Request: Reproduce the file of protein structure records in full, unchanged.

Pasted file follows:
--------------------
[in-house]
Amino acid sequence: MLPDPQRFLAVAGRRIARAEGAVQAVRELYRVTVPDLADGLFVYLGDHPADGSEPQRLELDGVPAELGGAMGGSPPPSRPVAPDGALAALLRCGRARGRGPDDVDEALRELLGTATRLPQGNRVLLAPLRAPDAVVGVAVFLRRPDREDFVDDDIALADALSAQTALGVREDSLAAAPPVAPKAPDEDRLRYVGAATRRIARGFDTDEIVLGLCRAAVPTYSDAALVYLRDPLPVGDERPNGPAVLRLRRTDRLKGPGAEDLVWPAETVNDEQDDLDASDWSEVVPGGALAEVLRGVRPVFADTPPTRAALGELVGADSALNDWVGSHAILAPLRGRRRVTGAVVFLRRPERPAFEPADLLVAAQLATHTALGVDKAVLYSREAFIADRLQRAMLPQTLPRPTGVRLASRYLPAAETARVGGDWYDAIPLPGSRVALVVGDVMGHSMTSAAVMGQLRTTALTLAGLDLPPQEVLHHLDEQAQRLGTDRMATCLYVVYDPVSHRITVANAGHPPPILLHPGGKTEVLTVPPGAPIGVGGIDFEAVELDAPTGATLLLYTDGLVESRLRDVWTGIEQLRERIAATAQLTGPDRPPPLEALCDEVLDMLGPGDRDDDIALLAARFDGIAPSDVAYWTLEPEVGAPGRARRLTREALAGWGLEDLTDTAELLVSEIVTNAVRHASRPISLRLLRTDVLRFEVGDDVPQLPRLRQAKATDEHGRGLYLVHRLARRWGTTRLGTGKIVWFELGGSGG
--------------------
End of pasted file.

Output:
[in-house]
Amino acid sequence: MLPDPQRFLAVAGRRIARAEGAVQAVRELYRVTVPDLADGLFVYLGDHPADGSEPQRLELDGVPAELGGAMGGSPPPSRPVAPDGALAALLRCGRARGRGPDDVDEALRELLGTATRLPQGNRVLLAPLRAPDAVVGVAVFLRRPDREDFVDDDIALADALSAQTALGVREDSLAAAPPVAPKAPDEDRLRYVGAATRRIARGFDTDEIVLGLCRAAVPTYSDAALVYLRDPLPVGDERPNGPAVLRLRRTDRLKGPGAEDLVWPAETVNDEQDDLDASDWSEVVPGGALAEVLRGVRPVFADTPPTRAALGELVGADSALNDWVGSHAILAPLRGRRRVTGAVVFLRRPERPAFEPADLLVAAQLATHTALGVDKAVLYSREAFIADRLQRAMLPQTLPRPTGVRLASRYLPAAETARVGGDWYDAIPLPGSRVALVVGDVMGHSMTSAAVMGQLRTTALTLAGLDLPPQEVLHHLDEQAQRLGTDRMATCLYVVYDPVSHRITVANAGHPPPILLHPGGKTEVLTVPPGAPIGVGGIDFEAVELDAPTGATLLLYTDGLVESRLRDVWTGIEQLRERIAATAQLTGPDRPPPLEALCDEVLDMLGPGDRDDDIALLAARFDGIAPSDVAYWTLEPEVGAPGRARRLTREALAGWGLEDLTDTAELLVSEIVTNAVRHASRPISLRLLRTDVLRFEVGDDVPQLPRLRQAKATDEHGRGLYLVHRLARRWGTTRLGTGKIVWFELGGSGG